When we first set about having Ransom start piano this year, my goal was to feed his natural musical talent without quenching any enjoyment.
Well, from watching Ms Sharon in his lessons as well as following her instructions for me for his practice time- I have learned some great ideas that... Duh! I can carry over into other areas of learning! It just clinked that feeding the brain without quenching enjoyment was actually the goal of ALL my teaching!
So, here are some of the little technices I've learned.
1. "Don't worry about how long the concentration time is, as long as it is GOOD concentration."
If I notice that Ransom is starting to get frustrated with a particular lesson, then I stave it off by telling him that the "next thing we are going to do" ( as though it was the plan all along) is do jumping jacks, or run three times around the house, or hop on one foot till we fall. This helps break the frustration, it also switches his brain to another challenge and helps it return fresh when we return to the piano challenge. Also. Boys. They are physical. Period.
2. Make repetition fun.
Before the beginning of each lesson I have Ransom pick out 3 jelly beans for his lesson. He then places them in a bowl and then as we start to practice he knows that most things I will have him play over at least 3 times. If so then with each repetition he will use his "pinchers" to move one jelly bean to each cup. When all the cups are full we dump them back into the larger bowl to start on a new repetition. This does several things: using the tongs focuses on a different muscle group for his fingers and brain. Getting up and crossing the room to move the jelly bean defuses any frustration, and the whole "game" makes having to do the same little practice over and over more fun.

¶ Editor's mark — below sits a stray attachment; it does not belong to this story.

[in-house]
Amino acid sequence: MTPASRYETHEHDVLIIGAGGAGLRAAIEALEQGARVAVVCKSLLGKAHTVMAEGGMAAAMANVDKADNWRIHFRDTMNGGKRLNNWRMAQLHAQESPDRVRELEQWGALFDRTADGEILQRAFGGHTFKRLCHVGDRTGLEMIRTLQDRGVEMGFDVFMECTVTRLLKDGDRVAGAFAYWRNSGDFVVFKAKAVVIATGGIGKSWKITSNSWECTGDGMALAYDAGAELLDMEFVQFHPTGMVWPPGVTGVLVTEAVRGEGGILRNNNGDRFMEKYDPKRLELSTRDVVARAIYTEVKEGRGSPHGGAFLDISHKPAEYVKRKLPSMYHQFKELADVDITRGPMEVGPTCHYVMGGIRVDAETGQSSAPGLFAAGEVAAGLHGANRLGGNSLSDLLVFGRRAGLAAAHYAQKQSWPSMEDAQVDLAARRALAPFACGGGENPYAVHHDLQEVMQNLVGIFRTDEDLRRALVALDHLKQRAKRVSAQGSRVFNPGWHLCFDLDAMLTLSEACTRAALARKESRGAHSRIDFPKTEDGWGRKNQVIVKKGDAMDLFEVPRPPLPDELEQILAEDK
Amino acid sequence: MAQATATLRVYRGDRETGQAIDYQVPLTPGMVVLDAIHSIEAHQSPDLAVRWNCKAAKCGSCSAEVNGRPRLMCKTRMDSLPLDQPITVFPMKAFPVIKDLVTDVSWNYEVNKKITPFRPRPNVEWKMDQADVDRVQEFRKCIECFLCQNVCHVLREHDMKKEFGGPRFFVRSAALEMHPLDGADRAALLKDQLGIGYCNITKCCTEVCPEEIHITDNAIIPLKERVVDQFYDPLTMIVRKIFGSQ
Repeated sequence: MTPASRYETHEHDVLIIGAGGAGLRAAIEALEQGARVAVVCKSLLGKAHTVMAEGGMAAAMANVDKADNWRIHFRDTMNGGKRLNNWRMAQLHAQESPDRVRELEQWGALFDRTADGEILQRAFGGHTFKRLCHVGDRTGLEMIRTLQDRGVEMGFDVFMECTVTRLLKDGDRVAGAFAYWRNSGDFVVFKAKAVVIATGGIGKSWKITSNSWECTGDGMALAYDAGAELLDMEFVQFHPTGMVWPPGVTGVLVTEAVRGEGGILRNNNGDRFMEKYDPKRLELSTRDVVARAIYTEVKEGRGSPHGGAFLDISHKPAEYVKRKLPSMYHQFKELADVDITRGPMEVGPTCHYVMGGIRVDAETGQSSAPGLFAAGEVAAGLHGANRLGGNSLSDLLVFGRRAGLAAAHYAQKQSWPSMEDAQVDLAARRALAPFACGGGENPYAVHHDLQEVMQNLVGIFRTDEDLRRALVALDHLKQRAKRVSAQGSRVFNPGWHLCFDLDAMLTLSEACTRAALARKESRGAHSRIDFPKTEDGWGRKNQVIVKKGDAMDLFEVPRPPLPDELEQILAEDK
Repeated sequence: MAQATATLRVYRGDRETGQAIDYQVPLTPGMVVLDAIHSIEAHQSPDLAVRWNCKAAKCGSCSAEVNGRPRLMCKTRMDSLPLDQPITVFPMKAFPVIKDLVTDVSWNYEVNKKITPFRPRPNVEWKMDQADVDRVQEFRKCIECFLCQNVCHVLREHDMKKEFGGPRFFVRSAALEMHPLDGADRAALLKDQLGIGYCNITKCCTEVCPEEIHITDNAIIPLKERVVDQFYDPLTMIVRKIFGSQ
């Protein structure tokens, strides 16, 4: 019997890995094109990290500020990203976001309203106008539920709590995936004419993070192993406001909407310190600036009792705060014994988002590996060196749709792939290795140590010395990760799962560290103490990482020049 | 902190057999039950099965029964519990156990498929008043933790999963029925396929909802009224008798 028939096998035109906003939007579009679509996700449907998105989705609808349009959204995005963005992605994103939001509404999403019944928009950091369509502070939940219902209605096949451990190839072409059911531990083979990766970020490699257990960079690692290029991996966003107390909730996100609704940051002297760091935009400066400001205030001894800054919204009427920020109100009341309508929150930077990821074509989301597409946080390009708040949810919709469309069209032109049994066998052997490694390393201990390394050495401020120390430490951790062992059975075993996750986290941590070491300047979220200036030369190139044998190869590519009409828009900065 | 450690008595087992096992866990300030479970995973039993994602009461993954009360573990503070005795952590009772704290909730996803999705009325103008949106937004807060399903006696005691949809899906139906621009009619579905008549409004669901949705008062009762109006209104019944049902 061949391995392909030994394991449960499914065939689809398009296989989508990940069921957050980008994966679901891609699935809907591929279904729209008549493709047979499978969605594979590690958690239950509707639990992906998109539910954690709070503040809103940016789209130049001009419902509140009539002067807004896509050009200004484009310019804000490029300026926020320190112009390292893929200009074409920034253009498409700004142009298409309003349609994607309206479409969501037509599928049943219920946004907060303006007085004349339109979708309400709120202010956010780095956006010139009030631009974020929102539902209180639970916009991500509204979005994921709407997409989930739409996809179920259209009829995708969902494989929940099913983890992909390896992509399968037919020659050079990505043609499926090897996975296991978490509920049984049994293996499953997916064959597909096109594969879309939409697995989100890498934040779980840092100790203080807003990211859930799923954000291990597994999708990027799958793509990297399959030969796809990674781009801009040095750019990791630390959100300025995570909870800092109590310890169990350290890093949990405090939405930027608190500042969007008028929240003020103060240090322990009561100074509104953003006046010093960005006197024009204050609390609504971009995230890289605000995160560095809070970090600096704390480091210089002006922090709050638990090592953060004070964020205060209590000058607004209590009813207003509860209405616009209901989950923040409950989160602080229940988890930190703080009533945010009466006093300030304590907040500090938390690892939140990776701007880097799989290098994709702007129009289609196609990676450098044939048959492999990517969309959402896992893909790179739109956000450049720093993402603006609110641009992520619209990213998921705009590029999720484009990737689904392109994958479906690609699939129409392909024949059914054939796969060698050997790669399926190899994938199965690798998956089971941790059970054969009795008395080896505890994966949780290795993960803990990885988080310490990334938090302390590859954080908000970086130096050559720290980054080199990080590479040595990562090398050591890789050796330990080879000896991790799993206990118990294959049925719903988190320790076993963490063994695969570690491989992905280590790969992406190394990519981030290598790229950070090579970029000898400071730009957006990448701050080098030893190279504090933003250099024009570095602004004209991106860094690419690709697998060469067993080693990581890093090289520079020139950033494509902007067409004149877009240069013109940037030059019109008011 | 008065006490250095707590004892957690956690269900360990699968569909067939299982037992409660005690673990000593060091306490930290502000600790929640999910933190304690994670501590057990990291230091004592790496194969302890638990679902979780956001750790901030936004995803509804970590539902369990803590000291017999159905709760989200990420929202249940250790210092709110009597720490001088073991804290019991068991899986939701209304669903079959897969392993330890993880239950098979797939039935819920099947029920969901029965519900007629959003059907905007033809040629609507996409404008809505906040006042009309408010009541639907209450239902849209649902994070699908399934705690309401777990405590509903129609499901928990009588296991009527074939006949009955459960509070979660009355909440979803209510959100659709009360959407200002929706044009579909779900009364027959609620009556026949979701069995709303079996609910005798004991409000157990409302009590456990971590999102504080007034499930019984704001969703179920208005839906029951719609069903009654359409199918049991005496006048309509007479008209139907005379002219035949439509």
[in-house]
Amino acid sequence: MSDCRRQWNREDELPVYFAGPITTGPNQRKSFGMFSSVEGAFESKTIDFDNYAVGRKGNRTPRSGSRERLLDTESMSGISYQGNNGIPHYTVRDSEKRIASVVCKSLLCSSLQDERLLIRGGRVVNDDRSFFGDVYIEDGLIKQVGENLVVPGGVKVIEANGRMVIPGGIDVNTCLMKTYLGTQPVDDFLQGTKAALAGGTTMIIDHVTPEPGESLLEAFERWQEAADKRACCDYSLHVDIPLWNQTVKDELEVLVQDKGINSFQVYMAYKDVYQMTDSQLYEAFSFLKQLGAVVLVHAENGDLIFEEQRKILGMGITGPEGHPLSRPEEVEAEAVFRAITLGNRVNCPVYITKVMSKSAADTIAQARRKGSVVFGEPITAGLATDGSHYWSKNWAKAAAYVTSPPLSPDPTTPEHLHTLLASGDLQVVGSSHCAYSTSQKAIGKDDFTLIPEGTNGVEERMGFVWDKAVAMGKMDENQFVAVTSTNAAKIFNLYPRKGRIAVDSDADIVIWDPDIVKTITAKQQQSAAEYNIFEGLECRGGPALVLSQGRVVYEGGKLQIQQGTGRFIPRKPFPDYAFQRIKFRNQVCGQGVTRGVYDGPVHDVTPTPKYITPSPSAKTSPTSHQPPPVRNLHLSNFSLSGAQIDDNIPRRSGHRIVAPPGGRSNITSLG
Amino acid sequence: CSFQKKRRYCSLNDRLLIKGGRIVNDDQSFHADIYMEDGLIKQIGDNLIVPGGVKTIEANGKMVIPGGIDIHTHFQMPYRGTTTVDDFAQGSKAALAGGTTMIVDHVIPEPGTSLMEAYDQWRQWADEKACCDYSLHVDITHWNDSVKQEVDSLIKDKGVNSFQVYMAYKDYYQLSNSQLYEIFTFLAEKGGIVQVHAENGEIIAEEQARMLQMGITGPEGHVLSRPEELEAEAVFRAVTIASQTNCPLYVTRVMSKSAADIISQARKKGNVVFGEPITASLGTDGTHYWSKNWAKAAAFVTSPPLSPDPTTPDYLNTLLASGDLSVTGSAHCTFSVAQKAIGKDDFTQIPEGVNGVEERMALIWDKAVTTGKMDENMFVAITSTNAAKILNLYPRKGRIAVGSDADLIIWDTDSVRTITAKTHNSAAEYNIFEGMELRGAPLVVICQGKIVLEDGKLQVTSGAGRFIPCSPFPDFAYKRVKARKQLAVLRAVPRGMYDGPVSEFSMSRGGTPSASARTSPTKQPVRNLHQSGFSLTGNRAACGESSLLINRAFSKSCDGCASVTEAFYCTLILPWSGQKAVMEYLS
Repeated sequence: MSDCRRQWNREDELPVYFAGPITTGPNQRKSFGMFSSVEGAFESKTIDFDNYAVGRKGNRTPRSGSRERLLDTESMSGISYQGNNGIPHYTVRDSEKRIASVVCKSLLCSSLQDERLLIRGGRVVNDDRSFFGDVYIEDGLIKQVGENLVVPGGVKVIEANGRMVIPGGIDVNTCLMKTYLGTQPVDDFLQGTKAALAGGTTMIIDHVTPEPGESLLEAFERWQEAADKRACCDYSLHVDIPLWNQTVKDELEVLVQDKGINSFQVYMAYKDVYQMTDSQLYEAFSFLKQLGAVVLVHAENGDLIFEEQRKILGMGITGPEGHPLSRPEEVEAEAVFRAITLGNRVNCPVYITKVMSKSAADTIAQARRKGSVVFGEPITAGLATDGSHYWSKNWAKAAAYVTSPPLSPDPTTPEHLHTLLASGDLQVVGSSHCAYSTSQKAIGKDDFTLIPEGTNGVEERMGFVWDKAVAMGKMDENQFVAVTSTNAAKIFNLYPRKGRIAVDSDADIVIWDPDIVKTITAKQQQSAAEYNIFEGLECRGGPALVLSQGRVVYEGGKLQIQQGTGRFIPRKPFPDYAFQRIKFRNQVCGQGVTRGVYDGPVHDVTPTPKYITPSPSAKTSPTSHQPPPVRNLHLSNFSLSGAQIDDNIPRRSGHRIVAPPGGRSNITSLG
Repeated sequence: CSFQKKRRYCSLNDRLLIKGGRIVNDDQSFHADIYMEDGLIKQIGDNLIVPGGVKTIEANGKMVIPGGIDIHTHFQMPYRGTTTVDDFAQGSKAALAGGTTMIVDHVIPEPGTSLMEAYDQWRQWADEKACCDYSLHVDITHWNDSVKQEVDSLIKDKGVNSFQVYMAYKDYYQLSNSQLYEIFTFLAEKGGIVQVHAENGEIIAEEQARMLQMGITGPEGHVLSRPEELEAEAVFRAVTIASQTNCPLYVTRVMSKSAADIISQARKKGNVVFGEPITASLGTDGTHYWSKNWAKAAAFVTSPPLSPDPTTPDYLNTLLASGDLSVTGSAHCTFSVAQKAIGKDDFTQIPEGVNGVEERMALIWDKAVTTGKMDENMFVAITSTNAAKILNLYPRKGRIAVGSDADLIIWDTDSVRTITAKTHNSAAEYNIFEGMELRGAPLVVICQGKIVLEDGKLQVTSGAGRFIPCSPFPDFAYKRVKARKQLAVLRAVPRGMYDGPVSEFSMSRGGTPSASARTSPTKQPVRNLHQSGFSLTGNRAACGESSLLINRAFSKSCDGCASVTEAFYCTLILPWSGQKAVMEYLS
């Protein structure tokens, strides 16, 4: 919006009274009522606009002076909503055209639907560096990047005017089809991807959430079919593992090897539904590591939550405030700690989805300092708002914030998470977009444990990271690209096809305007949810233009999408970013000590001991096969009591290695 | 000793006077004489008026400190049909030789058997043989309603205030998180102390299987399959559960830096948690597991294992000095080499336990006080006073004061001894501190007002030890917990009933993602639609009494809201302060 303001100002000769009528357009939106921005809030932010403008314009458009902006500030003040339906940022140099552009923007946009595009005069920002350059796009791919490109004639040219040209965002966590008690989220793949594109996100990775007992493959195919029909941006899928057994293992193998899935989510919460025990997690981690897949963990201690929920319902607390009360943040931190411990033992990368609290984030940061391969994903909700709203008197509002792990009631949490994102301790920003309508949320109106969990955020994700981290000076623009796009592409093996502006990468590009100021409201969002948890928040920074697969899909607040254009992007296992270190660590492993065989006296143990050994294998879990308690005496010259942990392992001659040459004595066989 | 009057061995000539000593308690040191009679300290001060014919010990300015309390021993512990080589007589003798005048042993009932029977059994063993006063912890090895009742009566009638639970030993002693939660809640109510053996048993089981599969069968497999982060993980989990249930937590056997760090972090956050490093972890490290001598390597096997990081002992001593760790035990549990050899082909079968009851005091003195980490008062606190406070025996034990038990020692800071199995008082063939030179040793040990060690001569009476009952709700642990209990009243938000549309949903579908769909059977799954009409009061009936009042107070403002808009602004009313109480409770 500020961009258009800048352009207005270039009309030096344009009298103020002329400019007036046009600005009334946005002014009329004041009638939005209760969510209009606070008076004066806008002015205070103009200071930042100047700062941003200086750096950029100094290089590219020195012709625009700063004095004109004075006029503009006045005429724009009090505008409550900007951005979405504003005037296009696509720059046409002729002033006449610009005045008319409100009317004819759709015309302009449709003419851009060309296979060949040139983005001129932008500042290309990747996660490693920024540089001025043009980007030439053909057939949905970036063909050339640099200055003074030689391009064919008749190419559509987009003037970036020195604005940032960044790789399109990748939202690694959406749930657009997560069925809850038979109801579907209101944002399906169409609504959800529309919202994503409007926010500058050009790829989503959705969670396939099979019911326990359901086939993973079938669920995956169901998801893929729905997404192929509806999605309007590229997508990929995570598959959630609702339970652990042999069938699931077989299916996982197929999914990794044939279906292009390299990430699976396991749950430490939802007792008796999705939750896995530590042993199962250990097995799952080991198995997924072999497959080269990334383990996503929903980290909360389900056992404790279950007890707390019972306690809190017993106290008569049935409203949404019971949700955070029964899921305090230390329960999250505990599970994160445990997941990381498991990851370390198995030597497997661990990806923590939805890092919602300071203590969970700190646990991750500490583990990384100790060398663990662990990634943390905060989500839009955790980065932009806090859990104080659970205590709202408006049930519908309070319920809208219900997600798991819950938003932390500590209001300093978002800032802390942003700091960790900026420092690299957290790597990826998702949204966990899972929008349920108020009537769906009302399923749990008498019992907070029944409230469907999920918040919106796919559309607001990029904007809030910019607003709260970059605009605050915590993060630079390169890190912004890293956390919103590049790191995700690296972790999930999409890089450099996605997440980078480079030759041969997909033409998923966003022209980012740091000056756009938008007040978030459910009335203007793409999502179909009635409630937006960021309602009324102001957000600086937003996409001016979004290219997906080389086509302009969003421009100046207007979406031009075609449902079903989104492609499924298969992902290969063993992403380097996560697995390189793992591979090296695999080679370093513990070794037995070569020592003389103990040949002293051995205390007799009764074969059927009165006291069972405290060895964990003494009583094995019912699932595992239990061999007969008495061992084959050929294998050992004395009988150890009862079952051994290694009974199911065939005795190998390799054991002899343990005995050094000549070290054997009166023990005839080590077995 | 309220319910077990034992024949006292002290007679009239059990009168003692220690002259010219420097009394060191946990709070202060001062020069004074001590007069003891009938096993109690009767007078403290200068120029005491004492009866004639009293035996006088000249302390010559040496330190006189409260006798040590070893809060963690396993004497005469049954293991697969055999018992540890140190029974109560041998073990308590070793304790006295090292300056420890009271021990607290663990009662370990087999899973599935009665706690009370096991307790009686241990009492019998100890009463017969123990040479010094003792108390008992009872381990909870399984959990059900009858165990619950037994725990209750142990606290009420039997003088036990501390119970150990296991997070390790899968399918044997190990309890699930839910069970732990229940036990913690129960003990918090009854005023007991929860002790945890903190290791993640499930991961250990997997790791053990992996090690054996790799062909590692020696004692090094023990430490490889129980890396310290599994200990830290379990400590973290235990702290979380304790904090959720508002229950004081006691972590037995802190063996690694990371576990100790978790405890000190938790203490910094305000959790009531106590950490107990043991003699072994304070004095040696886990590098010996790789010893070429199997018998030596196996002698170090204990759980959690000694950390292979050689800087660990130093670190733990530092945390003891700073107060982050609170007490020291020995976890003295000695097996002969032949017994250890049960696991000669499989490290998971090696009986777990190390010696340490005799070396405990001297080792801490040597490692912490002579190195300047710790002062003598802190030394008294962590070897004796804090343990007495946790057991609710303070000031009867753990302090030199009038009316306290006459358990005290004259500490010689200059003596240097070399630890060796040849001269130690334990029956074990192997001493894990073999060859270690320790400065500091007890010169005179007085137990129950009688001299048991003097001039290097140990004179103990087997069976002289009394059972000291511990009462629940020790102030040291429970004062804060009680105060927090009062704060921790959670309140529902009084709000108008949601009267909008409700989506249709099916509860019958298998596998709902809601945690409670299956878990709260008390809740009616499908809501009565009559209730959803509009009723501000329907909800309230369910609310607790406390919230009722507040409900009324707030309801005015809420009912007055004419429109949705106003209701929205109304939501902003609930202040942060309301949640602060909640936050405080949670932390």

Another repetition game is I have a certain number of Lego men next to me, and each time he plays the piece or the segment, he gets a Lego man to "line up"
Next to him. He loves this particular method of practicing.
And lastly, I draw a circle/face on a piece of paper and every time he does a command as I have asked he gets to draw a new feature on the face- a nose, an ear, some hair, or maybe an arm! If you think about it and depending on how creative we get, I can get a LOT of work out of him by the time the face is complete!
3. Lower my expectations.
My expectations on how long a practice session can be ( we're doing about 20 minutes with a LOT of interruption) and just how engaged in the discipline of music Ransom is are things that I have had to adjust as we go. I continually return to my goal of "learning plus enjoyment" and even if we only get a little learning and a lot of enjoyment in then I call it a win.